Insight & Analysis

Trapped cash and the different ways treasurers can repatriate stuck balances

Published: Jul 2024

Worried about trapped cash? Cash is never fully trapped and there are various ways to repatriate it, argues Harish Kumar, Head of Liquidity & Investment Products, Asia Pacific, Global Payments Solutions, HSBC.

Piggy banks with one trapped under a glass jar

In an ideal world, treasury teams would avoid trapped cash altogether, but the markets with the biggest revenue-growth opportunities like large parts of Asia and Latin America tend to be where cash is difficult or expensive to move across borders. In some respects, trapped cash is corollary to international expansion.

In the current high interest rate environment, the opportunity cost of not making the most of the cash surplus available within an organisation is exacerbated. It is, therefore, important for treasury teams to comprehend fully the considerations associated with maintaining large, trapped cash balances and the best ways to manage them.

The first issue is cost. Having fragmented and trapped cash positions offshore – not mobilising them for internal funding needs such as repaying debt at headquarter-level – may result in higher, more expensive, external funding requirements. In the longer term, having earnings trapped and not re-investing them or distributing them as dividends tend to be frowned upon by lenders and investors.

The second issue is risk. If cash is held in local currency and the currency depreciates (which is common as emerging markets strive to remain competitive), the business may incur losses when the cash is finally repatriated. Country risk is also a consideration as trapped cash tends to accumulate in developing economies where political and regulatory stability can be a concern.

The good news, though, is that cash is never fully trapped and there are various ways to repatriate it, but the timing and the use of proceeds must justify the cost and effort of repatriation.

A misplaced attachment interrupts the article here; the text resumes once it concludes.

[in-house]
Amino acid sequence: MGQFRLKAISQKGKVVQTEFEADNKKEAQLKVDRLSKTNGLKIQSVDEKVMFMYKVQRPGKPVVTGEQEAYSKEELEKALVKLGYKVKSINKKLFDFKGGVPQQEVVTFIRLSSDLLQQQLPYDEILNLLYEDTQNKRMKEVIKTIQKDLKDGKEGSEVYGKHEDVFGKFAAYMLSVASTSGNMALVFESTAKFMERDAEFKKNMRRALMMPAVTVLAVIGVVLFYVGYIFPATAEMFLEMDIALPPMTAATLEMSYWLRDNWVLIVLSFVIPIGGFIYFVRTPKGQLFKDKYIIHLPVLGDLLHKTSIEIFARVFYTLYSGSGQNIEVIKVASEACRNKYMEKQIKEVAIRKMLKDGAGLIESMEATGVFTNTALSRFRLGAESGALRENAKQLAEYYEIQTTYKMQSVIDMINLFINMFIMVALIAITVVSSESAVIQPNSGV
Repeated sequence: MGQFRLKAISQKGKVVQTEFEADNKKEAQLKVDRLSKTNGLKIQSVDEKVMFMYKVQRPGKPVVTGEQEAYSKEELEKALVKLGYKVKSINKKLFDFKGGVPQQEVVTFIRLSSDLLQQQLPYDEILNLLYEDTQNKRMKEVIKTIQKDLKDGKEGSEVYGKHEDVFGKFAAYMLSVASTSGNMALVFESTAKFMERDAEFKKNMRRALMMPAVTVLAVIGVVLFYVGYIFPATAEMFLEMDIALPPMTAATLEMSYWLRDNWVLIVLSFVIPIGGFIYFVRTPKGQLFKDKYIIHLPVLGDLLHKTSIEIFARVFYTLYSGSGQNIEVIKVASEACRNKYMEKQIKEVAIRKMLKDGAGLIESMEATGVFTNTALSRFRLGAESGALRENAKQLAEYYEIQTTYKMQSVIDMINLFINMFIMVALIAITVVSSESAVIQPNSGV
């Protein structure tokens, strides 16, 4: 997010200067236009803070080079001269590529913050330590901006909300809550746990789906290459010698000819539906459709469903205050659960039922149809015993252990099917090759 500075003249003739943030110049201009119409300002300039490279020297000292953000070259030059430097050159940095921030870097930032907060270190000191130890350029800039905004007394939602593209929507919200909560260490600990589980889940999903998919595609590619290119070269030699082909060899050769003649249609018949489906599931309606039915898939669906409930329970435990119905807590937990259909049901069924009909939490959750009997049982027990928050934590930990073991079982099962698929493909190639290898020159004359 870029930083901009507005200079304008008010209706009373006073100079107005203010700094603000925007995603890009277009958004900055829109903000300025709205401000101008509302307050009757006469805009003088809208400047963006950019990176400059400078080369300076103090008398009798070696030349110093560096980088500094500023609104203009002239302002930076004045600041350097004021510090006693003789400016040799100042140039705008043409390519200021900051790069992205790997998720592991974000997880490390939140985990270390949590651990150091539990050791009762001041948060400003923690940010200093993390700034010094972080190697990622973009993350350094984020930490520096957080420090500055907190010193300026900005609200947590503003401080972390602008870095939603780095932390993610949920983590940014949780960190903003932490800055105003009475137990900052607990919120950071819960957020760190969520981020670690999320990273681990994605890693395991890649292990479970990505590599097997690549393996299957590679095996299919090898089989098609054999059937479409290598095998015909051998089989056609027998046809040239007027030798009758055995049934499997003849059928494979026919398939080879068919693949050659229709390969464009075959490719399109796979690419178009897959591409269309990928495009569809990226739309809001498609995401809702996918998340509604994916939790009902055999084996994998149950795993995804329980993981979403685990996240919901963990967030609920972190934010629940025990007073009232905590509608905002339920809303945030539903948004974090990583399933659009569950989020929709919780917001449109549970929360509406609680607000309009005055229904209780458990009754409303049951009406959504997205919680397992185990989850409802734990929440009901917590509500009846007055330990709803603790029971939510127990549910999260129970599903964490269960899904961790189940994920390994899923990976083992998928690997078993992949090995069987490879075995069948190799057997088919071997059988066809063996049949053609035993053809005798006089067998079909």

A first step for a treasurer would be to get real-time visibility on cash balances globally, coupled with the ability to monitor balances at country and currency levels, to make well-informed decisions. An efficient forecasting process will also help treasury teams anticipate future funding needs and determine when and how much cash to repatriate. Treasurers can leverage technology solutions offered by banks or treasury management systems to digitise and automate the cash visibility and forecasting process.

Once the decision criteria to trigger repatriation and the cash visibility infrastructure are in place, treasurers would want to make the most of their trapped cash until repatriation. A company expanding in a restricted market can use the cash to fund local investments. Yield on trapped cash can be optimised through holistic deposit solutions that factor in global balances, enabling businesses to earn better rates in open economies by considering balances held in restricted markets. Agreeing on payment terms favourable to suppliers in exchange for discounts can be another use case of trapped cash.

Lastly, the deregulation trend in the last few years visible in evolutions like China’s cross-border cash-pooling schemes; incentives from Malaysia and Thailand to attract regional treasury centers and the emergence of Gift City in India, is encouraging. It’s possible trapped cash may become less of an issue in the future.

In the meantime, partnering with international banks with global capabilities and local expertise can help you better manage your trapped cash.

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